At issue is the wording of the preamble to the Rules of Professional Conduct:
North Carolina's attorneys are arguing again over whether to encourage colleagues to keep personal prejudice out of their work by endorsing language designed to protect gays, and most recently, transgender people.
Lawyers opposing the change said they already treat clients with respect but believe it would be the first step toward forcing them to take cases about issues they disagree with on moral grounds.
I've got an even better debate: is the phrase "morally conscious lawyer" ripe for classification as an oxymoron?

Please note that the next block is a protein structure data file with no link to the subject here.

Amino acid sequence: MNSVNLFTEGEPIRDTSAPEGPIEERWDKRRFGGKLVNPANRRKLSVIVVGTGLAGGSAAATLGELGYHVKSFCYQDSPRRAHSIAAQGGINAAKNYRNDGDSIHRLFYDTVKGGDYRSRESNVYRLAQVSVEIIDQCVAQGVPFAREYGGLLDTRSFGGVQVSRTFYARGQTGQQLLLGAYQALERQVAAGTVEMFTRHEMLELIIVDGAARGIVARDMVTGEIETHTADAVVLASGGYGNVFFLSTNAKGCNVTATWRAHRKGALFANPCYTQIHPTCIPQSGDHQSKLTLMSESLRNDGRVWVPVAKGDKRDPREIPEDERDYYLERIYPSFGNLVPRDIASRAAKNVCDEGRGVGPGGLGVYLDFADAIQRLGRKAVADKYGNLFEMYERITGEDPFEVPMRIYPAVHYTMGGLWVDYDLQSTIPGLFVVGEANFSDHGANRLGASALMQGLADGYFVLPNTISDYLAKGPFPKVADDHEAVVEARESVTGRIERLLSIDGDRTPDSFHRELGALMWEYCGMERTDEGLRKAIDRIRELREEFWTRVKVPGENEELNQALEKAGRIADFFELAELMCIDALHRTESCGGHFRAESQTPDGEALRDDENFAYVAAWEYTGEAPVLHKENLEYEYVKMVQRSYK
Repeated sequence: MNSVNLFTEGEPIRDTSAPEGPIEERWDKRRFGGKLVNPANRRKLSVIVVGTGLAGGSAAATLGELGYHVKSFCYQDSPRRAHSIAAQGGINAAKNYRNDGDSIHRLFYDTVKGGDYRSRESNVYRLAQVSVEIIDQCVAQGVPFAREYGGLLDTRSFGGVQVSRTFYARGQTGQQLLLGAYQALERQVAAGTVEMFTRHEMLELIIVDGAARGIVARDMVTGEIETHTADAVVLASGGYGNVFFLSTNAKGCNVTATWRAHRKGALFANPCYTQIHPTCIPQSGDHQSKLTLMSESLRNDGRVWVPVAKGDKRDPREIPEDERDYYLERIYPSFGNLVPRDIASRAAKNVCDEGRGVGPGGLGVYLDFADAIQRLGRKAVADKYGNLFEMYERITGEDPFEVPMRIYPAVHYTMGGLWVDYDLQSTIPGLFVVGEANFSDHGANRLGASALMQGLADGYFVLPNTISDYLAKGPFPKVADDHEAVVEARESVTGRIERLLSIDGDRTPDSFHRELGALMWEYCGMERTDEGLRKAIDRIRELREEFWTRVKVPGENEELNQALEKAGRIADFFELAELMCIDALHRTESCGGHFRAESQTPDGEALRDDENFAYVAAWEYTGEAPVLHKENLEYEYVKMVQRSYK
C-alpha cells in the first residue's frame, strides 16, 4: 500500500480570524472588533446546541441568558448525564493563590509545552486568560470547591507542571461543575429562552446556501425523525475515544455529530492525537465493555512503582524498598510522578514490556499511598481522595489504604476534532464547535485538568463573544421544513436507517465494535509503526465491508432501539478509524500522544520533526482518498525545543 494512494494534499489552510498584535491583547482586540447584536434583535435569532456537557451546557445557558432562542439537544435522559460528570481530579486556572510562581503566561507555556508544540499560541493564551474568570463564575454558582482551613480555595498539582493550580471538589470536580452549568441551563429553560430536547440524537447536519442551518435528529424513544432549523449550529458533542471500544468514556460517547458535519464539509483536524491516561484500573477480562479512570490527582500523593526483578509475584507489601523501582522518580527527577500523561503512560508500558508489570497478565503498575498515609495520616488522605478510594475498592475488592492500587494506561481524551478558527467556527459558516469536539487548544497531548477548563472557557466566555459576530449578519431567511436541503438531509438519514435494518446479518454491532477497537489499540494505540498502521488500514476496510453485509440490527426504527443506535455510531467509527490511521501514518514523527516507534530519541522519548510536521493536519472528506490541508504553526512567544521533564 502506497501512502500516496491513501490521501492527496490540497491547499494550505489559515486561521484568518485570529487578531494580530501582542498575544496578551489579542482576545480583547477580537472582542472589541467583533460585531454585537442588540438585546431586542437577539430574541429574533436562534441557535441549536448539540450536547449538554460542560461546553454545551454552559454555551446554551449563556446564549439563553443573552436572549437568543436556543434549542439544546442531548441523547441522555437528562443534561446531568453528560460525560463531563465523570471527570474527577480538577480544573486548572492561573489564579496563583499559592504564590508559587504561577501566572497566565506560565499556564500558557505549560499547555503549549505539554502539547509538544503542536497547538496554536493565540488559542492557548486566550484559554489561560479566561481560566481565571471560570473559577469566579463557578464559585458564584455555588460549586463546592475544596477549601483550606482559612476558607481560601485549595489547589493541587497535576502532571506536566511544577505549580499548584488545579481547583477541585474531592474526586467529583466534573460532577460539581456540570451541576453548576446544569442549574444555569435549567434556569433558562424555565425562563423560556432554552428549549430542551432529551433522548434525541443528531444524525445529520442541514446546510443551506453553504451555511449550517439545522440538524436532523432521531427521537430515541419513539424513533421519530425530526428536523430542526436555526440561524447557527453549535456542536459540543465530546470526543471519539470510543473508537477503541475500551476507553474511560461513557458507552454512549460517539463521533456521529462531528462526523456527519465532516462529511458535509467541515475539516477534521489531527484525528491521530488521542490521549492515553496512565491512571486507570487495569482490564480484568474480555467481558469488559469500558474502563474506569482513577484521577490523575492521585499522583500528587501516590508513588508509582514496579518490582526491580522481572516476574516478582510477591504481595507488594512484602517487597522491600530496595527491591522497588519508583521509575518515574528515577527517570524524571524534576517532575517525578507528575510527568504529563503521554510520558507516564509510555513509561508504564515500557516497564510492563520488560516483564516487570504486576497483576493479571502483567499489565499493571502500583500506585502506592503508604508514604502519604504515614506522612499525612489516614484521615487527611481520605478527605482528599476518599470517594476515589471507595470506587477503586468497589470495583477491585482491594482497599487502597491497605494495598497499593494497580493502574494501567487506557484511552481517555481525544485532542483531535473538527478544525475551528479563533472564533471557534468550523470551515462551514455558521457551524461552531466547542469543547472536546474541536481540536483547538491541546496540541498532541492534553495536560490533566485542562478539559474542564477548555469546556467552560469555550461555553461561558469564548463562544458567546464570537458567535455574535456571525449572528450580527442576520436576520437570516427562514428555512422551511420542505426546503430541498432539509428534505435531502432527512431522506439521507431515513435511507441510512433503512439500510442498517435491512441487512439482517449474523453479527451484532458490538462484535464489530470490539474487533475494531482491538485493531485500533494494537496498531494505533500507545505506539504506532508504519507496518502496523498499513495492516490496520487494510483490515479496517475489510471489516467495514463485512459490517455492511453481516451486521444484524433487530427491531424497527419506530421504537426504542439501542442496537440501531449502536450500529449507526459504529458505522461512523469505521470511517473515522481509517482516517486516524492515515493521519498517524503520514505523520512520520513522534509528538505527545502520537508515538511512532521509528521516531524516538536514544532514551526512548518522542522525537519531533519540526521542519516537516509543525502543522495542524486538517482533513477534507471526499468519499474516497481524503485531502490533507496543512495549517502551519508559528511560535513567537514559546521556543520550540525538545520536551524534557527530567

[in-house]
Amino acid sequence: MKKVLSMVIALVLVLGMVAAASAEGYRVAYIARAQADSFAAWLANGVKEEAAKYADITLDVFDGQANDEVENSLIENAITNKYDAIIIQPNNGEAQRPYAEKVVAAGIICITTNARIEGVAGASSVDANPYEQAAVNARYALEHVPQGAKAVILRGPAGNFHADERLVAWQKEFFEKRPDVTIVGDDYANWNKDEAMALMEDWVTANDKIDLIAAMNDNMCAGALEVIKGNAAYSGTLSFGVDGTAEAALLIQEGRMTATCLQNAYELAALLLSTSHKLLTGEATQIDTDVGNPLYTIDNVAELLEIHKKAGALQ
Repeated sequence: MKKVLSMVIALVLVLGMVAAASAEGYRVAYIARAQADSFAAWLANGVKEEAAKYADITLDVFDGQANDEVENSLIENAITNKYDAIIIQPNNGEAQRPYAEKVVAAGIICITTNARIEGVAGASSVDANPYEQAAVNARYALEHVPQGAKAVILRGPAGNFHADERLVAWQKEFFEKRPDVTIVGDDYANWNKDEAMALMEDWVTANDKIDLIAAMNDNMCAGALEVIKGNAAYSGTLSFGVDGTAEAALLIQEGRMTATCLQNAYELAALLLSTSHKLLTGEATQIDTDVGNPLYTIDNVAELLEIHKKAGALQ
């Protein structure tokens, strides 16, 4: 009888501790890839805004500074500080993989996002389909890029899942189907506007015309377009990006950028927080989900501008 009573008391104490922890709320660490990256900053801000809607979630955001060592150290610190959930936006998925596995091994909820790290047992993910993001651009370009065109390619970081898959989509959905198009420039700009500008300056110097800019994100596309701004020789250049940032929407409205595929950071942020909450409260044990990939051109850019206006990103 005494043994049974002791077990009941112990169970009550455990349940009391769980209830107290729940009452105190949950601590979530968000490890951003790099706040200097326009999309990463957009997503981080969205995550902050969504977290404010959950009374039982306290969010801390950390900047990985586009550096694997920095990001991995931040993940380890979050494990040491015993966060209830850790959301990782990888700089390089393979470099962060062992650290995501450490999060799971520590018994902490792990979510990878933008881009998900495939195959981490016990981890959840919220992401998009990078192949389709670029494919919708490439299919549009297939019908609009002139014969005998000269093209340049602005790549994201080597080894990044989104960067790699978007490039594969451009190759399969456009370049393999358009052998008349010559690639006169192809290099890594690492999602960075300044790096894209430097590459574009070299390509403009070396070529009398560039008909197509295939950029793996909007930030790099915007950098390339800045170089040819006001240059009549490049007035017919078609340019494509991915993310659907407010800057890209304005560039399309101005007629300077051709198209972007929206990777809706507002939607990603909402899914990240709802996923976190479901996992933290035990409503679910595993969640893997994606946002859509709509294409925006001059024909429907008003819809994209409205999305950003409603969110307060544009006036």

Deeper into silliness we go:
They say they could be prevented from refusing to represent a same-sex couple who want to adopt a child or gay person seeking other redress that could run counter to their own views on homosexuality, for fear that they may be subject to punishment by the Bar.
If your views are that "some people" don't deserve legal representation/protection, then maybe the Bar should take a closer look at you.
"My question is why do we need this. Why is it even necessary?" Neier asked in an interview, referring to the entire provision. "It's a springboard for the gay agenda."
You answered your own question, but you're too dense to see it.